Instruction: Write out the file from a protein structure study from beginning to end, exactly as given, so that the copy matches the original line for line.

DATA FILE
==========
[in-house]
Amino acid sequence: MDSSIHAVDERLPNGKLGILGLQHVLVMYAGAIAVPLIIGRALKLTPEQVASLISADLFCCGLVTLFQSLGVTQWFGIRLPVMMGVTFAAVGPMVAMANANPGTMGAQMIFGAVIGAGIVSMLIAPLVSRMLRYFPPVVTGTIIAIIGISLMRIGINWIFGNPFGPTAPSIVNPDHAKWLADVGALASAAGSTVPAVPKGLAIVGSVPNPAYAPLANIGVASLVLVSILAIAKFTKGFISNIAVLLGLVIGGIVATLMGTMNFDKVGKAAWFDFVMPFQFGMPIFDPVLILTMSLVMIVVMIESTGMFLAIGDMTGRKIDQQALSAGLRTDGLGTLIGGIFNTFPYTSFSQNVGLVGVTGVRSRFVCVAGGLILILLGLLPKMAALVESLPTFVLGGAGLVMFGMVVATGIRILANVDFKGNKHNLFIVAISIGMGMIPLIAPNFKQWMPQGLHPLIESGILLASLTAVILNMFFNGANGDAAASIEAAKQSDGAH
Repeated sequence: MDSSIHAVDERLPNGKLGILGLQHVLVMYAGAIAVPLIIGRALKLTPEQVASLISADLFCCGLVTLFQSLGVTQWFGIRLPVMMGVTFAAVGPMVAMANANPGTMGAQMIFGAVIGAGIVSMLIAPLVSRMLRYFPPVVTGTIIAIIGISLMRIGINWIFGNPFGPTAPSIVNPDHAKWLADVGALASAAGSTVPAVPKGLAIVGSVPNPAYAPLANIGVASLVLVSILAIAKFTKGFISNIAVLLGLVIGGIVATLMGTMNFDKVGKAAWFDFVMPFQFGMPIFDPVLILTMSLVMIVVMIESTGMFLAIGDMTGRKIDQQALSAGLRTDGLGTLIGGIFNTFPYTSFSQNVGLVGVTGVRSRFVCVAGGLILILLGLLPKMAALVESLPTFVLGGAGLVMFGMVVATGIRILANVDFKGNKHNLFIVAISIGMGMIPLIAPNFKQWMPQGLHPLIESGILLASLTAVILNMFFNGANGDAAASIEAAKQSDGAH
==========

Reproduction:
[in-house]
Amino acid sequence: MDSSIHAVDERLPNGKLGILGLQHVLVMYAGAIAVPLIIGRALKLTPEQVASLISADLFCCGLVTLFQSLGVTQWFGIRLPVMMGVTFAAVGPMVAMANANPGTMGAQMIFGAVIGAGIVSMLIAPLVSRMLRYFPPVVTGTIIAIIGISLMRIGINWIFGNPFGPTAPSIVNPDHAKWLADVGALASAAGSTVPAVPKGLAIVGSVPNPAYAPLANIGVASLVLVSILAIAKFTKGFISNIAVLLGLVIGGIVATLMGTMNFDKVGKAAWFDFVMPFQFGMPIFDPVLILTMSLVMIVVMIESTGMFLAIGDMTGRKIDQQALSAGLRTDGLGTLIGGIFNTFPYTSFSQNVGLVGVTGVRSRFVCVAGGLILILLGLLPKMAALVESLPTFVLGGAGLVMFGMVVATGIRILANVDFKGNKHNLFIVAISIGMGMIPLIAPNFKQWMPQGLHPLIESGILLASLTAVILNMFFNGANGDAAASIEAAKQSDGAH
Repeated sequence: MDSSIHAVDERLPNGKLGILGLQHVLVMYAGAIAVPLIIGRALKLTPEQVASLISADLFCCGLVTLFQSLGVTQWFGIRLPVMMGVTFAAVGPMVAMANANPGTMGAQMIFGAVIGAGIVSMLIAPLVSRMLRYFPPVVTGTIIAIIGISLMRIGINWIFGNPFGPTAPSIVNPDHAKWLADVGALASAAGSTVPAVPKGLAIVGSVPNPAYAPLANIGVASLVLVSILAIAKFTKGFISNIAVLLGLVIGGIVATLMGTMNFDKVGKAAWFDFVMPFQFGMPIFDPVLILTMSLVMIVVMIESTGMFLAIGDMTGRKIDQQALSAGLRTDGLGTLIGGIFNTFPYTSFSQNVGLVGVTGVRSRFVCVAGGLILILLGLLPKMAALVESLPTFVLGGAGLVMFGMVVATGIRILANVDFKGNKHNLFIVAISIGMGMIPLIAPNFKQWMPQGLHPLIESGILLASLTAVILNMFFNGANGDAAASIEAAKQSDGAH